Orwellian DoubleThink Series, part 5
When the National Bureau of Economic Research announced, after much deliberation apparently, that the economic recession ended in June, 2009, it was as if the news were broadcast from some other planet. It is Orwellian DoubleThink at its finest, where a compartmentalized think-tank uses some off-world calculus to come up with a conclusion that flies right in the face of observable reality and real-world experience here on Earth.
Here are just a few of the key stories of the week for those who prefer real analysis to pure propaganda:
- Foreclosures Rise, Repossessions Set Record -- Rick Sharga, Vice President of RealtyTrac talks about a "managed slowdown" by banks, where "underlying conditions haven't improved." High unemployment and falling home prices do not mean a recovery is underway.
- Home Prices Drop in 36 States . . . Prices to Stagnate for a Decade -- Among other sources, CoreLogic methodology, which incorporates more than 30 years of transactions, representing 55 million observations from property information databases does not conclude that the outlook is anywhere close to recovery.
- Gerald Celente Says "U.S Economy = Depression" -- One of the world's leading trend forecasters goes beyond simple recession. In a recent interview with Russia Today, he was asked to respond with one word that defines the U.S. Economy -- that word was not recovery.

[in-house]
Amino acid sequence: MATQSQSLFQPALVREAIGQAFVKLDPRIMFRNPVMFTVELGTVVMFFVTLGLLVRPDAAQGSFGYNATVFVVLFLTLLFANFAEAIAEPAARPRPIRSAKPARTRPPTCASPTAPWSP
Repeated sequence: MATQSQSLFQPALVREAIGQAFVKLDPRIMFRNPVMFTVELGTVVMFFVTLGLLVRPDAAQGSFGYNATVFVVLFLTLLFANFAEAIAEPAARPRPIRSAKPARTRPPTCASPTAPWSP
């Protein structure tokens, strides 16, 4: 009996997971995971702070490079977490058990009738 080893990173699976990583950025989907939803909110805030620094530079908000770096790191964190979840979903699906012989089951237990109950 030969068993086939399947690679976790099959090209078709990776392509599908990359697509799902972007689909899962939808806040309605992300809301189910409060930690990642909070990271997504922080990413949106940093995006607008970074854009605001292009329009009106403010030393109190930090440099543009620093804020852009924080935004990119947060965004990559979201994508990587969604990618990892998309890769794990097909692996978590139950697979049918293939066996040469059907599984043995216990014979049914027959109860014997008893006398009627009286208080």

- 20 Signs That The Economic Collapse Has Already Begun For One Out of Every Seven Americans -- Even though "most Americans haven't felt it yet" there are some undeniable signs of economic collapse. To believe otherwise, as the NBER suggests, is willful ignorance.
- Income Poverty: One in Three Americans Lacks the Income to "Make Ends Meet" -- This is the real-world measure that goes beyond all statistics. This study suggests that "young adults are among the hardest hit." In other words, the pillars for future success of the country are not finding that there are sufficient jobs, or that those jobs are paying wages that can support the basic cost of living. There is an increasing number of working poor and the outright destitute -- not people jumping for joy over real signs of a recovery.
Perhaps one of the articles that best summarized the results from the NBER came from renown economist David Rosenberg: "Here's Why The NBER's Declaration of a Recovery is a Joke" where he pointedly states, "So, the recession technically ended 15 months ago; tell that to the 15 million unemployed and the 42% share of these ranks that have been looking for a job fruitlessly for at least six months."
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